A DALGETY BAY World War Two veteran with sight loss has reconnected with his Royal Navy heritage thanks to a charity.

Jim Thompson, 95, has the eye condition, age-related macular degeneration, which has left him struggling to read.

But thanks to a specialist video magnifier from charity Scottish War Blinded, he has been able to keep in touch with his past.

Jim served in Gibraltar working on the signalling tower and then in contraband control with the Royal Navy Patrol Service for two-and-a-half years.

He then undertook minesweeping duties in the Bristol and English channels until he was demobbed in 1946.

The father-of-two has always kept in touch with his Navy roots but was frustrated to find his sight condition was making it difficult to read his monthly Navy News magazine.

But since becoming a member of Scottish War Blinded last year, Jim has been receiving expert support from the charity’s rehabilitation team.

Now kitted out with an Optelec Traveller HD video magnifier – a portable, lightweight device that can zoom in on text and change colour contrast to suit reader requirements – Jim is delighted to be enjoying his Navy memorabilia once more.

He said: “I have a black spot in the centre of my eye that I can’t see with but I can get a picture in my peripheral vision. In my right eye, I have cataracts.

“I get the Navy News magazine which I like reading; I like keeping up to date with what’s going on. But I was trying to use a handheld magnifier to read it and I was struggling for ages until it ended up tiring my eyes.

“Now that I’ve got the Traveller with the stand, I can read it again. The magnifier’s perfect for me, I’m enjoying it. It’s been a lifesaver. I get a lot of letters so it helps me to read those too.”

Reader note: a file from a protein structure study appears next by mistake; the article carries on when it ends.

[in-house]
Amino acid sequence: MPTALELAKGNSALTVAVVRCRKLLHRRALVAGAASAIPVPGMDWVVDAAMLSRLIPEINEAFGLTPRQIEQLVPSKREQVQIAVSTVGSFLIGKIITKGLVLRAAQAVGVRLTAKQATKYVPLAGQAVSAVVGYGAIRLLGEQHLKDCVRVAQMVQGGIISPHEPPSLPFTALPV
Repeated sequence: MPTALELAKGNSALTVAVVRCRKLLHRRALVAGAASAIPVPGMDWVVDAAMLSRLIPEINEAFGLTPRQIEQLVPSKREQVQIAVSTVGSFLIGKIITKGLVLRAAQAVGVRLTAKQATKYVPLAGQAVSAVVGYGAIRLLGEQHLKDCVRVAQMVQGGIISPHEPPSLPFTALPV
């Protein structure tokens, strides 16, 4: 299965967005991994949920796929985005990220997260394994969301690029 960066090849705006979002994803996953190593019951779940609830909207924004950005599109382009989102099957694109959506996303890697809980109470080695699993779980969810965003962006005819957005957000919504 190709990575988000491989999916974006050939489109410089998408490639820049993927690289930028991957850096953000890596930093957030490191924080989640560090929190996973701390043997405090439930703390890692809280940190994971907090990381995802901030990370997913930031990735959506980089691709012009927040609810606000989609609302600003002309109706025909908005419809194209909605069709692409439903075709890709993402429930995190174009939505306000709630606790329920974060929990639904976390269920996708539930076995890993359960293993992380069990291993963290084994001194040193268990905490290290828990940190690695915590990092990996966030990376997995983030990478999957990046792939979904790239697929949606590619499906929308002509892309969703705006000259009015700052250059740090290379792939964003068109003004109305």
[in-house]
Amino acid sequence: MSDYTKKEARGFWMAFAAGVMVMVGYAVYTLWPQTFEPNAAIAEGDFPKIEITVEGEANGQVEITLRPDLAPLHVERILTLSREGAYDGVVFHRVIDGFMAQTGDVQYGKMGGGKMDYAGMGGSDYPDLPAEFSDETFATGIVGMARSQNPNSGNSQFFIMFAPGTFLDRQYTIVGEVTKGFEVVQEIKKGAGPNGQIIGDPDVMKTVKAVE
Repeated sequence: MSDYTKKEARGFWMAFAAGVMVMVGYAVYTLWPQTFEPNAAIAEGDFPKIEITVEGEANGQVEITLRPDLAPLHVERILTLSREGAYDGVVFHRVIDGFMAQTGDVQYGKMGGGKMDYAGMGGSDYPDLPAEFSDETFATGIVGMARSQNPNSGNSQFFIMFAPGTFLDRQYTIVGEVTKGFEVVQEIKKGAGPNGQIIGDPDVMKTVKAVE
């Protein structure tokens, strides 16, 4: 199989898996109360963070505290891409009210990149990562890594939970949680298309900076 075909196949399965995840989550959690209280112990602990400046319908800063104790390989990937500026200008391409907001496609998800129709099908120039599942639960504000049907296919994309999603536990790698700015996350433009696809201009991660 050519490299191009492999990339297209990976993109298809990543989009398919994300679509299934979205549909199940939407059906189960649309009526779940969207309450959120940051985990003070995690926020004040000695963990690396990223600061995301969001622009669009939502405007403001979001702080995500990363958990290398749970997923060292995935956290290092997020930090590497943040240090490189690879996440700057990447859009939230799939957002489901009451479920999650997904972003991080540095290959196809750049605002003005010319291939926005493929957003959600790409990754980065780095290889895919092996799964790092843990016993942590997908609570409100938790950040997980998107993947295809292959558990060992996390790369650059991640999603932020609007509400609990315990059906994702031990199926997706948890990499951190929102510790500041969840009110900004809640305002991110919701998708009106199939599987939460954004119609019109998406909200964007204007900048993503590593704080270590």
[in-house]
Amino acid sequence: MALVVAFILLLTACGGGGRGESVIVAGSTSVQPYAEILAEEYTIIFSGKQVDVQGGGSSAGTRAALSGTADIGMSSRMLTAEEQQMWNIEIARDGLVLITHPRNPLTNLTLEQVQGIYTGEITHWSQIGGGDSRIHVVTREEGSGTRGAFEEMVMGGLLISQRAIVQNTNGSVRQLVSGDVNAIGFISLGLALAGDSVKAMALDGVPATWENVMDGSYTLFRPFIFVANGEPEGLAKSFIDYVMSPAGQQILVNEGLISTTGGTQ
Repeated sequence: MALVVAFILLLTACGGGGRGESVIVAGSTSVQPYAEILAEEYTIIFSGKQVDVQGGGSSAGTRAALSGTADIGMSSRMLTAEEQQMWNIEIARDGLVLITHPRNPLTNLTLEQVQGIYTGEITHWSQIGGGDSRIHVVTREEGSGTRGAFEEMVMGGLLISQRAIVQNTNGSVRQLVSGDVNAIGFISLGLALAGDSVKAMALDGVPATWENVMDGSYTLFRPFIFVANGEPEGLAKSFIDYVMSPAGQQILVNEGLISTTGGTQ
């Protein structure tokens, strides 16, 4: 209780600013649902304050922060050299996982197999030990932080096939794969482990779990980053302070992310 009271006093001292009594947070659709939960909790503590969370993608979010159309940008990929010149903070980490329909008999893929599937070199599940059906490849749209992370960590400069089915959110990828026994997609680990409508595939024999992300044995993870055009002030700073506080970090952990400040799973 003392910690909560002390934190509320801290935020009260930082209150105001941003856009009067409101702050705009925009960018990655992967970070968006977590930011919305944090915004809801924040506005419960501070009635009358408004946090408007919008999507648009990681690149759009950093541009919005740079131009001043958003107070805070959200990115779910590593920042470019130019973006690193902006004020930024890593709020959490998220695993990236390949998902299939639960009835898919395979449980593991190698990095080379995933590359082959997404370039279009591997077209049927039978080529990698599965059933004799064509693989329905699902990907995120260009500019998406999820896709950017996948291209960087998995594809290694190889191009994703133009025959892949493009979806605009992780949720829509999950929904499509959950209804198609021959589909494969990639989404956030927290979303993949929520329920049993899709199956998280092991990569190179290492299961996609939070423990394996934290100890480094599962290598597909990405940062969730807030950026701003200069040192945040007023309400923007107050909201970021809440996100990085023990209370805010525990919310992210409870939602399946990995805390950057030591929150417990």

“Scottish War Blinded have also set me up with the Freedom LED lamp, I think it’s brilliant and also gave me suitable anti-glare glasses as well to help when the sun is out.

"Equipment can be quite expensive but there’s Scottish War Blinded helping me with it for free.

“I hope my sight doesn’t get worse but I know Scottish War Blinded will have things to help me if it does."

Jim hopes getting to grips with new specialist equipment will also help him to carry on engaging with some of his other interests, such as natural history.

As well as expert advice from Scottish War Blinded’s rehabilitation team, the charity’s free support also means that he has support from one of its two outreach workers for Fife.

The veteran also enjoyed a reunion lunch at the Balbirnie House Hotel, Markinch, for the charity’s Fife-based veterans with sight loss last year.

Scottish War Blinded gives free support to former servicemen and women of all ages, no matter if they lost their sight during, or after, service.

Visit www.scottishwarblinded.org or call 0800 035 6409 to refer a veteran to the charity.